When seeking a modification within a year of the date of the current child custody order, the modification request should be supported by concrete facts and evidence. If a judge determines that there are grounds to grant a modification, they will set up a hearing to change the custody order. 

In the absence of grounds to modify a child custody order, the judge will dismiss the modification request. In that case, the parties will continue to follow the existing, unchanged custody order. 

Depending on the circumstances of your case, a judge may also grant a temporary change in primary conservatorship. 

Why You Need a Child Custody Lawyer for a Modification Case

If you or your former spouse is attempting to modify child custody, do not hesitate to speak with a lawyer to discuss your options. An experienced lawyer will help you obtain a favorable outcome and protect the best interests of your child when handling your modification case.

When asking a Texas court to modify the existing child custody agreement, you must be able to present clear and convincing evidence supporting the modification. Your lawyer will help you strengthen your case and convince the judge to grant your modification request. 

If you are opposing the other parent’s attempts to change a child custody order, it is equally important to contact a knowledgeable lawyer to prove that the requested modification is not appropriate or would not be in the best interests of the child. 

How to Modify Child Support in Texas? 

In addition to modifying child custody (conservatorship), divorced parents in Texas may wish to change child support. A child support order can only be changed through a formal court order. Any informal agreements between the parents regarding the change in child support are not legally binding.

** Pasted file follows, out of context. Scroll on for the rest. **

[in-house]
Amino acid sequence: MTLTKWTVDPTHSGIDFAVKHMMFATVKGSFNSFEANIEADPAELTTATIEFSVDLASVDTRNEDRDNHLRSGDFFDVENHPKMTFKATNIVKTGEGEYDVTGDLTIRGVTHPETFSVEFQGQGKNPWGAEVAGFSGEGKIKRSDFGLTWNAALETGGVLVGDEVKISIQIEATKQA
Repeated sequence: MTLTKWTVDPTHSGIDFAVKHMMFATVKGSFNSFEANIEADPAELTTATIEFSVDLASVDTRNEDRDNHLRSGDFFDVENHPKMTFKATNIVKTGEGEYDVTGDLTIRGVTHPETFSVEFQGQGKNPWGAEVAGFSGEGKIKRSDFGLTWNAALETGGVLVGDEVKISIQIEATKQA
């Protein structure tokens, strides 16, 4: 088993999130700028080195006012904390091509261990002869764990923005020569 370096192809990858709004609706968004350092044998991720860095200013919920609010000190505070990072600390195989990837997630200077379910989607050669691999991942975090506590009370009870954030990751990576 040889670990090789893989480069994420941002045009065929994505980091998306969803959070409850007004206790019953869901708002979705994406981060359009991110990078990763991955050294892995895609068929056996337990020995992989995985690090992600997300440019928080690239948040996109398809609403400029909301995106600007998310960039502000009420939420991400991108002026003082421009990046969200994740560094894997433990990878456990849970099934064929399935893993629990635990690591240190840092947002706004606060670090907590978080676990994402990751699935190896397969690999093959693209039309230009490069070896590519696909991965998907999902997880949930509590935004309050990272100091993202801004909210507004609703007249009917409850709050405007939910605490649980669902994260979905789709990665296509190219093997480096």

According to Texas Family Code § 156.401, there are two grounds to grant a modification of child support:

  1. The circumstances of the parents, child, or other persons affected by the existing order have changed materially and significantly since the date the order was established or the date a divorce settlement agreement was reached; or

  2. More than three years have passed since the date of the original child support order, and changing the order would alter the monthly payments by over $100 or 20% per month compared to the original obligation. 

If you wish to modify your existing child support obligation, it is essential to act quickly because child support orders cannot be modified retroactively in Texas. Consult with an attorney to determine how you can change your child support obligation in your particular case. 

Consult with a Copperas Cove Child Custody Lawyer

Schedule a free case review with our Copperas Cove child custody lawyers at The Law Office of Brett H. Pritchard to discuss your particular situation and help you with your modification case. Our attorneys will help you understand whether or not there are grounds to seek a modification of child custody (conservatorship) in your case. Call (254) 220-4225 to receive a free consultation.